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Year : 2016  |  Volume : 7  |  Issue : 1  |  Page : 116

Diagnostic delay among adults with pulmonary tuberculosis in a high gross domestic product per capita country: Reasons and magnitude of the problem

1 Department of Medicine, Hamad General Hospital, Doha, Qatar
2 Infectious Disease Division, Hamad Medical Corporation, Doha, Qatar
3 Departmant of Biostatistics and Medical Informatics, Cerrahpaşa Faculty of Medicine, Istanbul University, Istanbul, Turkey
4 Pulmonary Division, Hamad General Hospital, Doha, Qatar

Correspondence Address:
Wanis H Ibrahim
Weill Cornell Medical College, Hamad General Hospital, Doha
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Source of Support: None, Conflict of Interest: None

DOI: 10.4103/2008-7802.193091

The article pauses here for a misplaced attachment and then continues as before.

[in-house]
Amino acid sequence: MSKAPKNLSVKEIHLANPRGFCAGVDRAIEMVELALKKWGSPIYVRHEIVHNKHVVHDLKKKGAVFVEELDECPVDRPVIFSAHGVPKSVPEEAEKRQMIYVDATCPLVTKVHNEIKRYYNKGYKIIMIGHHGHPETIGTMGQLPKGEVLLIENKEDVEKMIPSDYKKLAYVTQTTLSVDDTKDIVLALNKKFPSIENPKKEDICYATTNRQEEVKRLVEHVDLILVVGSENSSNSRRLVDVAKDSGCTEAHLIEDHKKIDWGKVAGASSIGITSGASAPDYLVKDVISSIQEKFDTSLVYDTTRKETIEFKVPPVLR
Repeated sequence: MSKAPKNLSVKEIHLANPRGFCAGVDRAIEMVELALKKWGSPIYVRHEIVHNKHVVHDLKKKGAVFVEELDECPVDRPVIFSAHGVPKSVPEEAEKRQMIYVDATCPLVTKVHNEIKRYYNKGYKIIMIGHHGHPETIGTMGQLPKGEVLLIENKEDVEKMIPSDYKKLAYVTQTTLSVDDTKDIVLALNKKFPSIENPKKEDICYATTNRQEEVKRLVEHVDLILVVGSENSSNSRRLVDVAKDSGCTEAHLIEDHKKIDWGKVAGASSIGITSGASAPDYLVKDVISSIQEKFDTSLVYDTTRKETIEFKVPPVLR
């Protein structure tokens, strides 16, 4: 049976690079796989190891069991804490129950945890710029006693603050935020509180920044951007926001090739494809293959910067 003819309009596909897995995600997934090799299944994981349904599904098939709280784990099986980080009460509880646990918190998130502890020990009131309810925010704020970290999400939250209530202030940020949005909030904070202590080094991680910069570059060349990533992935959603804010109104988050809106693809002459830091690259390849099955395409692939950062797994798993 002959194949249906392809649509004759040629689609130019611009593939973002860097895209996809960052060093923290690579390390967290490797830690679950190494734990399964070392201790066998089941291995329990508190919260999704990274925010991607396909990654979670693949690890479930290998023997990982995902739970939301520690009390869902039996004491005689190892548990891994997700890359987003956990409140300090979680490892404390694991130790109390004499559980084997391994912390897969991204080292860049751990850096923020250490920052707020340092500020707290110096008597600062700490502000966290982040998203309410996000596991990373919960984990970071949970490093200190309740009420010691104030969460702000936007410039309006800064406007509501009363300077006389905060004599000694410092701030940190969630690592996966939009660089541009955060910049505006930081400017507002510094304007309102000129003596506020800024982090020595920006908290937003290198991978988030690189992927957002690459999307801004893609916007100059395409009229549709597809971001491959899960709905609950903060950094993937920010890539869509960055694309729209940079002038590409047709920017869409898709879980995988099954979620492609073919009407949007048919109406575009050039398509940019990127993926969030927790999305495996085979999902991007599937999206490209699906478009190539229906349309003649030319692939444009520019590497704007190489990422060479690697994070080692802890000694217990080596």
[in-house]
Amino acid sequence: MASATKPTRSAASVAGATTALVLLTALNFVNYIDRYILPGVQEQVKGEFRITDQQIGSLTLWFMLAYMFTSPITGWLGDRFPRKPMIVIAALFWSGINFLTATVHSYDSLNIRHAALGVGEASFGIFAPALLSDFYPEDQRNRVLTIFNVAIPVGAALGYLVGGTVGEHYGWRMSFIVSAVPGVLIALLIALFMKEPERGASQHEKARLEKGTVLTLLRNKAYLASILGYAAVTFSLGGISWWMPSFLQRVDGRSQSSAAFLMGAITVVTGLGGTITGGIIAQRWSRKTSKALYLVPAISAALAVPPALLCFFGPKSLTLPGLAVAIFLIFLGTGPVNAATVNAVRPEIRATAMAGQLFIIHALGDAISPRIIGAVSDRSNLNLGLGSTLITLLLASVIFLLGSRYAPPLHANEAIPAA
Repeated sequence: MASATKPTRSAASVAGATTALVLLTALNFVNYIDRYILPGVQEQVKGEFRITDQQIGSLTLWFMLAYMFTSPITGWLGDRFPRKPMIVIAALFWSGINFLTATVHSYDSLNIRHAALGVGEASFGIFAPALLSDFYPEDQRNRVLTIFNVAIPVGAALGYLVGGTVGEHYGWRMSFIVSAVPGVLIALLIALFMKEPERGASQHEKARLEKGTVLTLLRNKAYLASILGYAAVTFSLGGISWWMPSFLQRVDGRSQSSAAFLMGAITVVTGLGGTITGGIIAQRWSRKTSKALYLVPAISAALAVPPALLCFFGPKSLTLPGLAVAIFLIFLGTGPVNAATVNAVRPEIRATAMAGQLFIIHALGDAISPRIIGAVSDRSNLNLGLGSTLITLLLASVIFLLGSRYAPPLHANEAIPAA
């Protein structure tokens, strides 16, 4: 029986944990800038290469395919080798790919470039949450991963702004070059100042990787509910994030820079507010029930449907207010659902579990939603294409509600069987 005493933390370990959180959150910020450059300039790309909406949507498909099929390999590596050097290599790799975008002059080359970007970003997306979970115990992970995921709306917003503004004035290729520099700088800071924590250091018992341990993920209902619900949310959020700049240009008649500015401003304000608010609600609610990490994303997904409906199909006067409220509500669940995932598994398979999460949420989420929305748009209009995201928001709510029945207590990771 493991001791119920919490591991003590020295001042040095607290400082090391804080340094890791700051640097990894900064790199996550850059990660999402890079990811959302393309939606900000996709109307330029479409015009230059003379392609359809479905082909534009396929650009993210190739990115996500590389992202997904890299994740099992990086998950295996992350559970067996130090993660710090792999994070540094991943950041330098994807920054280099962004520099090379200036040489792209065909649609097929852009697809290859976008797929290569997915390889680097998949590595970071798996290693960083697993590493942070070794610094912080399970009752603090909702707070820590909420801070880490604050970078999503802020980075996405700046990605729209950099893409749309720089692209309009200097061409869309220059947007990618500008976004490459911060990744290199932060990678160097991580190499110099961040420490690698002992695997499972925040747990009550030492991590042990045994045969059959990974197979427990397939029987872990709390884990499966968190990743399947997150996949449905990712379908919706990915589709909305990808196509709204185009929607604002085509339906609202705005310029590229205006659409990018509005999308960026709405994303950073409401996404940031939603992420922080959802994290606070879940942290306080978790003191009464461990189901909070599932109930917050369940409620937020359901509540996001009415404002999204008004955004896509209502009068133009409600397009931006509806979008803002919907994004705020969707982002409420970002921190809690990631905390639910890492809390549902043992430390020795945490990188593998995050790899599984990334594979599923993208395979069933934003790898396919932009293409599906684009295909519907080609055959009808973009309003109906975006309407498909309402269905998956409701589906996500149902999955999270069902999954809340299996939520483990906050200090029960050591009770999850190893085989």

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Background: To determine the mean and median delays in pulmonary tuberculosis (PTB) diagnosis among adults in one of the world's highest gross domestic product per capita countries and identify patient and health system-related reasons for these delays. Methods: This is a cross-sectional, face-to-face, prospective study of 100 subjects with confirmed PTB, conducted at main tuberculosis (TB) admitting facilities in Qatar. The mean and median diagnostic delays were measured. The Chi-square test with two-sided P < 0.05 was considered to determine the association between factors and diagnostic delay. Results: The mean and median total diagnostic delays of PTB were 53 (95% confidence interval [CI] 42.61-63.59) and 30 (interquartile range; Q1-Q3, 15-60) days, respectively. The mean patient factor delay was 45.7 (95% CI 28.1-63.4) days, and the median was 30 (interquartile range; Q1-Q3, 15-60) days. The mean health system factor delay was 46.3 (95% CI 35.46-57.06) days, and the median was 30 (interquartile range; Q1-Q3, 18-60) days. The most common cause of patient factor delay was neglect of TB symptoms by patients (in 39% of cases), and for health-care system factor delay was a failure (mostly at general and private care levels) to suspect PTB by doctors (in 57% of cases). There were no significant associations between the presence of language barrier, patient occupation or nationality, and diagnostic delay. Conclusions: Despite a favorable comparison to other countries, there is a substantial delay in the diagnosis of PTB in Qatar. Relevant actions including health education on TB are required to minimize this delay.

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